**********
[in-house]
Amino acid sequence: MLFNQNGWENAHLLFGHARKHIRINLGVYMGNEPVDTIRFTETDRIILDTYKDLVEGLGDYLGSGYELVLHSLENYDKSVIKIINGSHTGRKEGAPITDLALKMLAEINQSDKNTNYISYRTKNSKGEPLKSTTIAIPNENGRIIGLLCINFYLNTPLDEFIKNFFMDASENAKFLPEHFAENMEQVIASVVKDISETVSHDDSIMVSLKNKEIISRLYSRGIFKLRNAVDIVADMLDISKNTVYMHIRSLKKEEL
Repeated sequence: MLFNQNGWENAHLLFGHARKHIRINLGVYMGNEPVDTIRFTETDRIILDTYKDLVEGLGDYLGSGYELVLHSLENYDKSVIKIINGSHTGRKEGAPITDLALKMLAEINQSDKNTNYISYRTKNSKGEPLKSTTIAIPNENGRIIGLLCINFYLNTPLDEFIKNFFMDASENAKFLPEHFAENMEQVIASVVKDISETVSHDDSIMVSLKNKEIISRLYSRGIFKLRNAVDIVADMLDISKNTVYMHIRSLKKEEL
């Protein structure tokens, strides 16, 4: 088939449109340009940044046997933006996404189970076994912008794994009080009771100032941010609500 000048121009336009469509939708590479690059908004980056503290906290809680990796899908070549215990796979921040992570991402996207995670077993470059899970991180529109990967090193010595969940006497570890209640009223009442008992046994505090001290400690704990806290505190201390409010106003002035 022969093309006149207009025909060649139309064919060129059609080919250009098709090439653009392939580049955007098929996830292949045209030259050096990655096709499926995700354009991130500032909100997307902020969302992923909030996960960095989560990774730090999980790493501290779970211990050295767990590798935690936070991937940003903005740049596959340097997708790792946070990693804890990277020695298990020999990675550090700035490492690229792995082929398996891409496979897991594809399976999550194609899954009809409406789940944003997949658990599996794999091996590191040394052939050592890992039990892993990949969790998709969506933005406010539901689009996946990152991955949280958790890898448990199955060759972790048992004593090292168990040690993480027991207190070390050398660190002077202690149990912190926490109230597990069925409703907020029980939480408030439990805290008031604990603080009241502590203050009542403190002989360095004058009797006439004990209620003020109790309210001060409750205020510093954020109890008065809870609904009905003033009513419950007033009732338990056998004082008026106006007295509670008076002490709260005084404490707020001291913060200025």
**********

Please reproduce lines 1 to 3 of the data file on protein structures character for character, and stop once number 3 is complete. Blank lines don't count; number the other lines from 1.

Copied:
[in-house]
Amino acid sequence: MLFNQNGWENAHLLFGHARKHIRINLGVYMGNEPVDTIRFTETDRIILDTYKDLVEGLGDYLGSGYELVLHSLENYDKSVIKIINGSHTGRKEGAPITDLALKMLAEINQSDKNTNYISYRTKNSKGEPLKSTTIAIPNENGRIIGLLCINFYLNTPLDEFIKNFFMDASENAKFLPEHFAENMEQVIASVVKDISETVSHDDSIMVSLKNKEIISRLYSRGIFKLRNAVDIVADMLDISKNTVYMHIRSLKKEEL
Repeated sequence: MLFNQNGWENAHLLFGHARKHIRINLGVYMGNEPVDTIRFTETDRIILDTYKDLVEGLGDYLGSGYELVLHSLENYDKSVIKIINGSHTGRKEGAPITDLALKMLAEINQSDKNTNYISYRTKNSKGEPLKSTTIAIPNENGRIIGLLCINFYLNTPLDEFIKNFFMDASENAKFLPEHFAENMEQVIASVVKDISETVSHDDSIMVSLKNKEIISRLYSRGIFKLRNAVDIVADMLDISKNTVYMHIRSLKKEEL